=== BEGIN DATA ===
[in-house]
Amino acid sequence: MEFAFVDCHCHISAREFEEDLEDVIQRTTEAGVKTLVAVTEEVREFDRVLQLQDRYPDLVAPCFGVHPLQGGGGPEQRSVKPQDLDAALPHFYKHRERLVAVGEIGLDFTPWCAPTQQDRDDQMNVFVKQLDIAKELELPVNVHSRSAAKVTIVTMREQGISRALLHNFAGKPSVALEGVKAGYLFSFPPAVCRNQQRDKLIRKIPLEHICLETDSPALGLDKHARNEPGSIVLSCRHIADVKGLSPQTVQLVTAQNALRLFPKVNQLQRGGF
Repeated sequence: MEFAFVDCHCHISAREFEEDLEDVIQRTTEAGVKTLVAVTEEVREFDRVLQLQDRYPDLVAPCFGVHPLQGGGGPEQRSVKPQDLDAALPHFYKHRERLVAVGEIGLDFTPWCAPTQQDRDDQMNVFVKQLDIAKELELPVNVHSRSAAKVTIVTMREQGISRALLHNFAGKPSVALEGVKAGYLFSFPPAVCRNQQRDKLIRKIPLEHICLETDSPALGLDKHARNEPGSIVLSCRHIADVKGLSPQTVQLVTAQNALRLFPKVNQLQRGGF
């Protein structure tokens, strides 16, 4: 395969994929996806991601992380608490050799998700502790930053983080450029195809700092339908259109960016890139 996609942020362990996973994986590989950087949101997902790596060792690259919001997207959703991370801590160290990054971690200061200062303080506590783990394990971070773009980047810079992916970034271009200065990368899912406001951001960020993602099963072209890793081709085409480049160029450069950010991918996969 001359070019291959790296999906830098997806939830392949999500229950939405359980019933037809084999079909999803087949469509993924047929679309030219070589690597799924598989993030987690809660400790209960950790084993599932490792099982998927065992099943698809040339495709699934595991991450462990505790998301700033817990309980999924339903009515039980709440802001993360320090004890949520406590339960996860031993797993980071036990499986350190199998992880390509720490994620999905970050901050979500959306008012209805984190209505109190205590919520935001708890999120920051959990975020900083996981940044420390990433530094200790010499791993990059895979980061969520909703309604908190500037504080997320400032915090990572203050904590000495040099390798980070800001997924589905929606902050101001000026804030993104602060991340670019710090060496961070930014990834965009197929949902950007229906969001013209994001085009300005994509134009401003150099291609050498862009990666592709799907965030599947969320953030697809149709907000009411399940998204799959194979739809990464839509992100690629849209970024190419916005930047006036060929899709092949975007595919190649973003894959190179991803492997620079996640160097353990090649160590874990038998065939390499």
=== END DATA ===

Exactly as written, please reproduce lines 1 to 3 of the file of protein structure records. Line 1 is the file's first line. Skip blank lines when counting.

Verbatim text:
[in-house]
Amino acid sequence: MEFAFVDCHCHISAREFEEDLEDVIQRTTEAGVKTLVAVTEEVREFDRVLQLQDRYPDLVAPCFGVHPLQGGGGPEQRSVKPQDLDAALPHFYKHRERLVAVGEIGLDFTPWCAPTQQDRDDQMNVFVKQLDIAKELELPVNVHSRSAAKVTIVTMREQGISRALLHNFAGKPSVALEGVKAGYLFSFPPAVCRNQQRDKLIRKIPLEHICLETDSPALGLDKHARNEPGSIVLSCRHIADVKGLSPQTVQLVTAQNALRLFPKVNQLQRGGF
Repeated sequence: MEFAFVDCHCHISAREFEEDLEDVIQRTTEAGVKTLVAVTEEVREFDRVLQLQDRYPDLVAPCFGVHPLQGGGGPEQRSVKPQDLDAALPHFYKHRERLVAVGEIGLDFTPWCAPTQQDRDDQMNVFVKQLDIAKELELPVNVHSRSAAKVTIVTMREQGISRALLHNFAGKPSVALEGVKAGYLFSFPPAVCRNQQRDKLIRKIPLEHICLETDSPALGLDKHARNEPGSIVLSCRHIADVKGLSPQTVQLVTAQNALRLFPKVNQLQRGGF